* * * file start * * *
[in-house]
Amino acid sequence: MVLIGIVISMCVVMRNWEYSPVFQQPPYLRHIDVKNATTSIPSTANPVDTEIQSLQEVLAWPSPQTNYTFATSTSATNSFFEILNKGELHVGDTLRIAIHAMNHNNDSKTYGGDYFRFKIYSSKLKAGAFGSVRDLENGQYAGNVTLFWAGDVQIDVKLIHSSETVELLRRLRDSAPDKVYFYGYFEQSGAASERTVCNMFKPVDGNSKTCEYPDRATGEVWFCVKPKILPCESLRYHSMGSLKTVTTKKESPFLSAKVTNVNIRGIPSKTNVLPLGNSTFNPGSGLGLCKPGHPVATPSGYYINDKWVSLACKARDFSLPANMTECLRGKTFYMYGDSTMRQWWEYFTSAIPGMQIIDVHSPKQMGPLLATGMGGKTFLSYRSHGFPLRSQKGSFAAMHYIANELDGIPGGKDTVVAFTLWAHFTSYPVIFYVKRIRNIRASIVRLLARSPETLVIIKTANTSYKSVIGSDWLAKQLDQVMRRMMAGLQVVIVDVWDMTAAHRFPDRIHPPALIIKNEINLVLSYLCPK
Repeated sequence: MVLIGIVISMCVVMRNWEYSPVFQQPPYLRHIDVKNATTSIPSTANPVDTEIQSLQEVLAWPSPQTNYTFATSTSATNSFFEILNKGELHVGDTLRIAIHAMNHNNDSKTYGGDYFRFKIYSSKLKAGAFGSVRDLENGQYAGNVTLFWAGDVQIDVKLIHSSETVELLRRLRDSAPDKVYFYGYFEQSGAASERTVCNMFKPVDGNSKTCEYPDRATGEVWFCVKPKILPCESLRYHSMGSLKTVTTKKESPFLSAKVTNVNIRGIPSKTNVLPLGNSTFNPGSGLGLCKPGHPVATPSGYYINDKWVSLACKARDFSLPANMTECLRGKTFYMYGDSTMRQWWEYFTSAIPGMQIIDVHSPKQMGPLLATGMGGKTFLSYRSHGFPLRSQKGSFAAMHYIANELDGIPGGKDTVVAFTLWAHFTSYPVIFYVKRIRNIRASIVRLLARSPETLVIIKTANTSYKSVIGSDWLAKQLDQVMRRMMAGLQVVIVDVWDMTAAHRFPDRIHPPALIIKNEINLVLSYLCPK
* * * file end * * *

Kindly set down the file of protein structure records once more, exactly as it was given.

[in-house]
Amino acid sequence: MVLIGIVISMCVVMRNWEYSPVFQQPPYLRHIDVKNATTSIPSTANPVDTEIQSLQEVLAWPSPQTNYTFATSTSATNSFFEILNKGELHVGDTLRIAIHAMNHNNDSKTYGGDYFRFKIYSSKLKAGAFGSVRDLENGQYAGNVTLFWAGDVQIDVKLIHSSETVELLRRLRDSAPDKVYFYGYFEQSGAASERTVCNMFKPVDGNSKTCEYPDRATGEVWFCVKPKILPCESLRYHSMGSLKTVTTKKESPFLSAKVTNVNIRGIPSKTNVLPLGNSTFNPGSGLGLCKPGHPVATPSGYYINDKWVSLACKARDFSLPANMTECLRGKTFYMYGDSTMRQWWEYFTSAIPGMQIIDVHSPKQMGPLLATGMGGKTFLSYRSHGFPLRSQKGSFAAMHYIANELDGIPGGKDTVVAFTLWAHFTSYPVIFYVKRIRNIRASIVRLLARSPETLVIIKTANTSYKSVIGSDWLAKQLDQVMRRMMAGLQVVIVDVWDMTAAHRFPDRIHPPALIIKNEINLVLSYLCPK
Repeated sequence: MVLIGIVISMCVVMRNWEYSPVFQQPPYLRHIDVKNATTSIPSTANPVDTEIQSLQEVLAWPSPQTNYTFATSTSATNSFFEILNKGELHVGDTLRIAIHAMNHNNDSKTYGGDYFRFKIYSSKLKAGAFGSVRDLENGQYAGNVTLFWAGDVQIDVKLIHSSETVELLRRLRDSAPDKVYFYGYFEQSGAASERTVCNMFKPVDGNSKTCEYPDRATGEVWFCVKPKILPCESLRYHSMGSLKTVTTKKESPFLSAKVTNVNIRGIPSKTNVLPLGNSTFNPGSGLGLCKPGHPVATPSGYYINDKWVSLACKARDFSLPANMTECLRGKTFYMYGDSTMRQWWEYFTSAIPGMQIIDVHSPKQMGPLLATGMGGKTFLSYRSHGFPLRSQKGSFAAMHYIANELDGIPGGKDTVVAFTLWAHFTSYPVIFYVKRIRNIRASIVRLLARSPETLVIIKTANTSYKSVIGSDWLAKQLDQVMRRMMAGLQVVIVDVWDMTAAHRFPDRIHPPALIIKNEINLVLSYLCPK